Consumers often mistakenly believe that financial planners are mainly investment advisors, but the fact is that genuine financial planners provide a broad range of financial advice for a broad range of personal financial situations. The following are 14 reasons or situations where you may want to seek the services of a qualified financial planner.

  1. Organize and manage your finances. Many of us have complex financial lives, yet lack the time, expertise, discipline and objectivity to put our financial house in order. A planner can examine your overall net worth and financial situation, help you identify your life goals and objectives, and recommend strategies that strive to get the most bang from each dollar you earn and spend so you can achieve your life goals.
  2. Marriage and children. Blending two independent financial lives can be complicated and stressful, particularly if there are conflicting financial personalities or there were previous marriages. It’s critical to address such issues as insurance, titling of assets and delegating money management duties.
  3. Divorce. Breaking up a marriage is frequently far more financially devastating than the impact of even a long bear market. The planner can help transfer the clients’ assets and reallocate according to the new situation.
  4. Receiving a financial windfall. Inheriting a substantial sum of money or winning the lottery commonly brings relatives or product sellers with investment “deals” for you. Running them past a planner can eliminate the inappropriate ones. But, windfalls often involve other financial and non-financial factors. For example, it may be better to put the money toward debts, or you may want to donate some of it to charity. Inheritance in particular is often fraught with deep emotional issues and family conflicts, so independent outside advice can be invaluable.
  5. Planning for retirement. Investment decisions are naturally a critical component of retirement planning. But often overlooked are how best to withdraw funds from your nest egg once you retire, and especially what kind of retirement you want to live. A planner can help you crystallize your retirement vision, then design a plan to help achieve that vision.
  6. Funding for college. Beyond selecting among a plethora of investment options, other key issues include financial aid and tax considerations. Families also should examine closely the trade-off between funding college versus funding retirement.
  7. Facing a financial crisis. The loss of a job, a serious illness, a legal problem or a natural disaster might prompt the seeking of financial advice.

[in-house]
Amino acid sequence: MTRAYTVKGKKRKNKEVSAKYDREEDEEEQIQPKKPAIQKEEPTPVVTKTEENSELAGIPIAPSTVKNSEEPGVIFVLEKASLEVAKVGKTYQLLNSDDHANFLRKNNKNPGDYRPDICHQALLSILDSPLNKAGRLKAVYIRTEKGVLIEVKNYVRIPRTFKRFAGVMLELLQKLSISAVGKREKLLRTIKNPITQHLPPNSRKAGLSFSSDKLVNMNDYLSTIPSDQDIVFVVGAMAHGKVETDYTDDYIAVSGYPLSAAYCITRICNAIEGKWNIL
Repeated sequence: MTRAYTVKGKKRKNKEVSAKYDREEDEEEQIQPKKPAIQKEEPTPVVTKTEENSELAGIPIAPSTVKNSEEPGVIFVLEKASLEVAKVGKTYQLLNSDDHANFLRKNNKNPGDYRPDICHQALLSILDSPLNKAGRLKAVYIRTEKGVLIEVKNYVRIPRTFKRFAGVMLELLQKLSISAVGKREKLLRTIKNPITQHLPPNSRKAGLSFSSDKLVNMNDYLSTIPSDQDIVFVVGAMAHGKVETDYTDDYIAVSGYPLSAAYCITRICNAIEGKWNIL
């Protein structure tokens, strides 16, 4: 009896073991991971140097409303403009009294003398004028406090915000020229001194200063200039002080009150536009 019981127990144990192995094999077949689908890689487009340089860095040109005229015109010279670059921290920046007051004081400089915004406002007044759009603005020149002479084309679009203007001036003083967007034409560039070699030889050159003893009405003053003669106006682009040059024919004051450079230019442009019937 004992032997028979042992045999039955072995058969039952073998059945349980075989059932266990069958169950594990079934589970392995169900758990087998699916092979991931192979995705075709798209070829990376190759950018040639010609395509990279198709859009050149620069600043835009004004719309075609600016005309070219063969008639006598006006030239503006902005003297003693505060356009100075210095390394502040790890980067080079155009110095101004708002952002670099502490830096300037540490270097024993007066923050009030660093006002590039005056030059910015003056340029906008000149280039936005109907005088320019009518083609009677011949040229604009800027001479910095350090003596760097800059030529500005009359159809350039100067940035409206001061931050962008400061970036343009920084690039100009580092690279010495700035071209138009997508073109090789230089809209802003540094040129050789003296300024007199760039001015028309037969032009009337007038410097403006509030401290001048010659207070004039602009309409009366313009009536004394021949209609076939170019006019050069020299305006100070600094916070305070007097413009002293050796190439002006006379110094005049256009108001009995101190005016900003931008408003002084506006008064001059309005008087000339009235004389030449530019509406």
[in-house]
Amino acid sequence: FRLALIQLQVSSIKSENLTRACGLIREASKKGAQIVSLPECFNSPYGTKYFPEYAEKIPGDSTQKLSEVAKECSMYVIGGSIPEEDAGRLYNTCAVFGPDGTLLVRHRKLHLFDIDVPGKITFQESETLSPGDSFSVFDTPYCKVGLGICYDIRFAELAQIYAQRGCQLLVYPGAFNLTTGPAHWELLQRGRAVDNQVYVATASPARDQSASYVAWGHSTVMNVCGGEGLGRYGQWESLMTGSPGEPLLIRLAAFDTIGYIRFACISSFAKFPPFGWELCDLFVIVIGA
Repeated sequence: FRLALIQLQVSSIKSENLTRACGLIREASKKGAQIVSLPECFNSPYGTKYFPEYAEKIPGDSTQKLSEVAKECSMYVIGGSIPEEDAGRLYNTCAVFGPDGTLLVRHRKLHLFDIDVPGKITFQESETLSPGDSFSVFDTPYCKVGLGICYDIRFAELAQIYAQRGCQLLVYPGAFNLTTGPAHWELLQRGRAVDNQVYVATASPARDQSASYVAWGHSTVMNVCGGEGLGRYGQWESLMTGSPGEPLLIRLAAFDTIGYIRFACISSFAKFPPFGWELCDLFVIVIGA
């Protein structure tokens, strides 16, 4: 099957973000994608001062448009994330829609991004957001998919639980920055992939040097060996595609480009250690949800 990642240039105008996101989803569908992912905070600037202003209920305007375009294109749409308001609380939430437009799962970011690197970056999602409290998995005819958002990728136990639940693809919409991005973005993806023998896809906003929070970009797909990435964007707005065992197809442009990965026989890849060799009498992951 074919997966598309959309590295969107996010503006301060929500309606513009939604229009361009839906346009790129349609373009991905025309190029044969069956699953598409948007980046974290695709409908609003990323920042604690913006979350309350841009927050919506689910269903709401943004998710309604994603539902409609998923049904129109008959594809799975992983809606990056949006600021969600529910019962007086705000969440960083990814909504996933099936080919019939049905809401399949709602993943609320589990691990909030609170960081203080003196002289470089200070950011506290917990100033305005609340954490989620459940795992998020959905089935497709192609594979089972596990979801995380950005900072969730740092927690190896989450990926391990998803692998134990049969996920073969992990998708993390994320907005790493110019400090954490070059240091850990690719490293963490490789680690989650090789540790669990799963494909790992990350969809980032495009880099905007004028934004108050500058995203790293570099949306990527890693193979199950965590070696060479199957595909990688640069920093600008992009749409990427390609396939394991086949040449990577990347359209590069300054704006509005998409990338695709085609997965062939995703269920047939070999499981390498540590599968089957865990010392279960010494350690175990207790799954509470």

8. Career advice. Planners can advise you on the financial consequences of a career change, compensation or severance package, stock options and retirement plans such as deferred compensation and 401(k)s.
  9. Running a business. A planner can help every step of the way, from buying the business to setting up a retirement plan for the owner and the employees, and, most often overlooked by owners, creating a realistic succession plan.
  10. Buying and selling a home. A home is typically the largest purchase a family makes, and generates numerous questions a planner can help answer. What type of mortgage? For how long? How much should I borrow? What are the tax ramifications? Should I pay points?
  11. Death of a spouse. All too frequently the surviving spouse hurriedly and under great stress makes critical long-term financial decisions involving insurance, investments and retirement plans. Rarely is there a more important time for informed, objective outside advice.
  12. Charitable giving. Families blessed with enough discretionary income and assets may want to make substantial donations to one or more favorite charities. But there are many options, some of which can save you more in taxes and thus leave more to the charity.
  13. Insurance. While an insurance agent can always sell you insurance, a financial planner can analyze your insurance needs (many of which people overlook such as disability and long-term care) in relation to your overall financial circumstances and goals.
  14. Estate planning. A death in the family prompts many people to come to planners to discuss wills, living wills, powers of attorney, life insurance, trusts and other estate planning issues. You’ll still need an attorney to draft the documents, but the planner can put those documents in the context of your financial circumstances and your vision of how you want your estate dispersed.

We at Wealth Management Associates have two Certified Financial Planning professions available to support you.  Brian Damiani, CFP®, and Jon Sullivan, CFP®, are available to assist you when you are ready.  If you’d like more information, please contact us directly at 925.462.6007.  We look forward to hearing from you.

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